Exercise C4, ordered response model

Johnson and Albert (1999) analysed data on the grading of the same essay by five experts. Essays were graded on a scale of 1 to 10 with 10 being excellent. In this exercise we use the subset of the data limited to the grades from graders 1 to 5 on 198 essays (essays_ordered.dat). The same data were used by Rabe-Hesketh and Skrondal (2005, exercise 5.4).

Data description

Number of observations (rows): 990

Number of variables (columns): 17

Variables:

essay= essay identifier (1,2,…,198}

rating= essay rate {1,2,…,10}, not used in this exercise

constant=1 for all observations, not used in this exercise

wordlength=average word length

sqrtwords=square root of the number of words in the essay

commas= number of commas times 100 and divided by the number of words in the essay

errors=percentage of spelling errors in the essay

prepos=percentage of prepositions in the essay

sentlength= average length of sentences in the essay

The first few lines of the data (essays_ordered.dat) look like:

Start Sabre and specify transcript file:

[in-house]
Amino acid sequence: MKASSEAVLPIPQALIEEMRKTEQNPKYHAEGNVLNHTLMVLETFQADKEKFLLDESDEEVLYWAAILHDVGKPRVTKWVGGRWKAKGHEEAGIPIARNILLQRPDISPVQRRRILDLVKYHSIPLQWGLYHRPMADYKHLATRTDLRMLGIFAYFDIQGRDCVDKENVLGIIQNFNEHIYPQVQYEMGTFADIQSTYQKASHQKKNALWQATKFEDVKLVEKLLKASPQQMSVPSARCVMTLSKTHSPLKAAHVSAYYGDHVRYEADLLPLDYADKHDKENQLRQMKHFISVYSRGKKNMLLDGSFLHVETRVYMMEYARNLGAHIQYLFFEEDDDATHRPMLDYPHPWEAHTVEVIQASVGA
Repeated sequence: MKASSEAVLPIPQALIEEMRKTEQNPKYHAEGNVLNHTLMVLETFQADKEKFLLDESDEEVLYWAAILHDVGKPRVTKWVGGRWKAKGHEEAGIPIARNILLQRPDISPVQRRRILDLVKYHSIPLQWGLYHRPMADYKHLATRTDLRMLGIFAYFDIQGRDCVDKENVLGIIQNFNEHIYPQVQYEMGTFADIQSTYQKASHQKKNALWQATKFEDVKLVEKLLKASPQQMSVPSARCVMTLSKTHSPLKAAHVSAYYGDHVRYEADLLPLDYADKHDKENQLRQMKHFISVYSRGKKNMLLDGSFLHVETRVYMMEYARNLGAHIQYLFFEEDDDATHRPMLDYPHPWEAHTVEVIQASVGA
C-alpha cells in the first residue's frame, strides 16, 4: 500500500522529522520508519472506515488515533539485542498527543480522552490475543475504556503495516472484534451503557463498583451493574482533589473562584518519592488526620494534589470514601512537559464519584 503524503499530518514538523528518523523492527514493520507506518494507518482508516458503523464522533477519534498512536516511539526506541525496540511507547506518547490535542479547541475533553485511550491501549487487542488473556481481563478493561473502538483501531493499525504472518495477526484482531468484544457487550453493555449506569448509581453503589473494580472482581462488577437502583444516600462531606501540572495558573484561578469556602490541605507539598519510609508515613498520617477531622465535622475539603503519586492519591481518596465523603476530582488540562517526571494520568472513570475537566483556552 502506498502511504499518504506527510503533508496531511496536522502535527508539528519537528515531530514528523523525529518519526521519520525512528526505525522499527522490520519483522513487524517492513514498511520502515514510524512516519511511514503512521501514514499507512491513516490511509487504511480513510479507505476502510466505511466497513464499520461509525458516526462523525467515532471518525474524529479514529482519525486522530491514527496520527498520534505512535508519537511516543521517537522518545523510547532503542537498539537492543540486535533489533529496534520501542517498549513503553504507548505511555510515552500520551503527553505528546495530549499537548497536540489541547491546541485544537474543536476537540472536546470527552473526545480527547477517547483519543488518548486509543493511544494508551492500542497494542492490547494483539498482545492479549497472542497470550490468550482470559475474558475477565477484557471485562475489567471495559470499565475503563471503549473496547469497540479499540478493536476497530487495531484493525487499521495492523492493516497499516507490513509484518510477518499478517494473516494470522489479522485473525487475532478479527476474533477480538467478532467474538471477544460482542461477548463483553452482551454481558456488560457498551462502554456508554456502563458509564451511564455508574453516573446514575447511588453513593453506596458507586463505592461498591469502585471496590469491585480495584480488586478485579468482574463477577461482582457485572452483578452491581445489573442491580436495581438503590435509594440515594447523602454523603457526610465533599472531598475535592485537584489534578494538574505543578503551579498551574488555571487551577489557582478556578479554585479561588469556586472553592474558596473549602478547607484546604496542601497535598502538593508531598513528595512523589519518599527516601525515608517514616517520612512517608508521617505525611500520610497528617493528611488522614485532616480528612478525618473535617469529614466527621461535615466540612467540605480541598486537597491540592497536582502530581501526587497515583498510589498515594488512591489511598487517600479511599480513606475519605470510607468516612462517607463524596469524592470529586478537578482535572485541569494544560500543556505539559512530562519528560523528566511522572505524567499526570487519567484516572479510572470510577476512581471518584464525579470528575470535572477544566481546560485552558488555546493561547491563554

out essays_ordered.log

Suggested exercise:

(2) Fit an ordered probit model to ngrade but without any  random effects.

(3) Fit an ordered probit model allowing for the essay random effect, is the essay effect significant? How many quadrature points should we use to estimate this model?

(4) Add the dummy variables for graders (2,3,4,5) to the model, are there differences between the graders?

(5) Add the 6 essay characteristics to the previous model. Which of them are significant? Has including the essay characteristics improved the model?

(6) Create interaction effects between the grader specific dummy variables and the sqrtwords explanatory variable and add these effects to the model, What do the results tell you?

Repeat exercise components 2-6 treating grade as an ordered probit model with all the observed categories (1,2,…,8) of grade, grades (9,10) are not observed in this data set..

Are there any differences between the results obtained using the alternative ordered responses ngrade and grade? What does this tell you?

References

Johnson, V. E., and Albert, J. H., (1999), Ordinal Data Modelling, Springer, New York.

Rabe-Hesketh, S. and Skrondal, A., (2005), Multilevel and Longitudinal Modelling using Stata, Stata Press, Stata Corp, College Station, Texas